That didn’t last long and he quit 6 months later to take a job as a sports cartoonist. He then moved to New York and created a career as a prolific cartoonist covering politics and other topics. He was a founding member of the National Cartoonists Society and was widely recognized for his contribution to the craft during his life.

With his engineering background influencing his work, he came to be known for elaborate machine schematics. The cartoons were humorous as they seemed to accomplish simple tasks in a convoluted manner. It is said that it was his commentary on how humans often exert a lot of effort for small results.

He had a wife, Irma Seeman, and two sons. He was an inventive man who loved to work. He is quoted as once saying, “I do not count the years. Tomorrow is just another day to create something I hope will be worthwhile.” He passed away in 1970.

Awards he received over his lifetime:

  • Pulitzer Prize
  • Gold T-Square Award from the National Cartoonists Society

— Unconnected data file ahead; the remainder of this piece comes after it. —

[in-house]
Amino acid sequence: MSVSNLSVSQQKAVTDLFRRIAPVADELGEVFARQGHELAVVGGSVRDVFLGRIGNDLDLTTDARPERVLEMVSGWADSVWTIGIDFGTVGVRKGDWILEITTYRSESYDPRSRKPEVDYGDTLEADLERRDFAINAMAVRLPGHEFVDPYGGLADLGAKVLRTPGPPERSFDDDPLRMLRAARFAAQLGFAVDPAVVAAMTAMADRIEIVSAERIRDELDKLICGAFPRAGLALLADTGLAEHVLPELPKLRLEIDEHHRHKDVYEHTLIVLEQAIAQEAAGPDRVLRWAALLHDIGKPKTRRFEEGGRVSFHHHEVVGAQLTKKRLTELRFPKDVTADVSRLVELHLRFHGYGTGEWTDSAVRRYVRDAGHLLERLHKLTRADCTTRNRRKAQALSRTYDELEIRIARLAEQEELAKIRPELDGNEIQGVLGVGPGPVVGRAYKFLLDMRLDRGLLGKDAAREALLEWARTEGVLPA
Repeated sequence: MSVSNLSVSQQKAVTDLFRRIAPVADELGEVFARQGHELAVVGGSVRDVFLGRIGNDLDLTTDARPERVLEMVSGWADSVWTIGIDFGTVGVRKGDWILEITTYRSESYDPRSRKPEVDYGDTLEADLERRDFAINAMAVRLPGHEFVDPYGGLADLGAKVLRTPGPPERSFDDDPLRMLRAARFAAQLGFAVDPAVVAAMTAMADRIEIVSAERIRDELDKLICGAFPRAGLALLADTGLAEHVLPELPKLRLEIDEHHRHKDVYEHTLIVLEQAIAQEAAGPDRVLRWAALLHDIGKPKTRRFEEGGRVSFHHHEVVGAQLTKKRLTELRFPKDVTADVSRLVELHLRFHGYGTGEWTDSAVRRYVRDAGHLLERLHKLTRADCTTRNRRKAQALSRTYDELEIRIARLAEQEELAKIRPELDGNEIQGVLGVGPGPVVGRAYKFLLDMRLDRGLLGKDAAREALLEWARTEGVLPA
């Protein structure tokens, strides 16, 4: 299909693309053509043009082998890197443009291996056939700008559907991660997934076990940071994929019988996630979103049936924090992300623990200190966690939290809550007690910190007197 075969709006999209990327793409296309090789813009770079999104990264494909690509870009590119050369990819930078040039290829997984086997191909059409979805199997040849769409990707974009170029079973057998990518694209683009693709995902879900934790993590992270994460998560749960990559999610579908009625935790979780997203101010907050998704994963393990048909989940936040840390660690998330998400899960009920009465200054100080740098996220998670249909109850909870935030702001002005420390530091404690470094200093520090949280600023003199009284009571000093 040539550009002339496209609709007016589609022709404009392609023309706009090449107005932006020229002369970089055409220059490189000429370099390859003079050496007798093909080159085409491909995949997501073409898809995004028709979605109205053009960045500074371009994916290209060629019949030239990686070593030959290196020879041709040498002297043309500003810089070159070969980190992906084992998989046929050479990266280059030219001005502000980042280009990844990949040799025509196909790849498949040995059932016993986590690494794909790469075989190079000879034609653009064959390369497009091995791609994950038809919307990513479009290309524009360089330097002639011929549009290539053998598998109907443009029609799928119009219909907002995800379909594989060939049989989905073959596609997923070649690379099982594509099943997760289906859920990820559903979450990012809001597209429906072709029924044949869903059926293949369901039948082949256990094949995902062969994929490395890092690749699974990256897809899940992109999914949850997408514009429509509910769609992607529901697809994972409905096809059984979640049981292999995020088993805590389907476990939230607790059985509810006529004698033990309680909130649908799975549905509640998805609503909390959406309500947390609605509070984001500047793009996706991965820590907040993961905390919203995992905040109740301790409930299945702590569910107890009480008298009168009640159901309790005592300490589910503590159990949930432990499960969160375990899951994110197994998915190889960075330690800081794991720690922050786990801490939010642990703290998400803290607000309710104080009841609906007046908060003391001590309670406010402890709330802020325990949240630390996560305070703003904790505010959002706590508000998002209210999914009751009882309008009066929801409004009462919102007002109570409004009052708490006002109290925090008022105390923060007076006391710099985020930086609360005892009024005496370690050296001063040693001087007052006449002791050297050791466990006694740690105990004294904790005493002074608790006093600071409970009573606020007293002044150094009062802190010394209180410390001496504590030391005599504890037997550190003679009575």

• Rueben Award from the National Cartoonists Society (for which he is the namesake)
  • Gold Key Award from the National Cartoonists Society
  • Banshee’s Silver Lady Award

He sounds like a creative and inspiring man. He really did explore, create, and nurture.

 

What is a Rube Goldberg machine?

Rube Goldberg machine

Professor Lucifer Butts and the Self-Operating Napkin By Rube Goldberg (an old comic book) [Public domain], via Wikimedia Commons

According to Rubegoldberg.com a Rube Goldberg machine is “a comically involved, complicated invention, laboriaoulsy contrived to perform a simple operation.”

If you are old enough, you may have played the game Mouse Trap as a child or watched Tom and Jerry cartoons. If not, odds are you still have seen these contraptions in action somewhere else.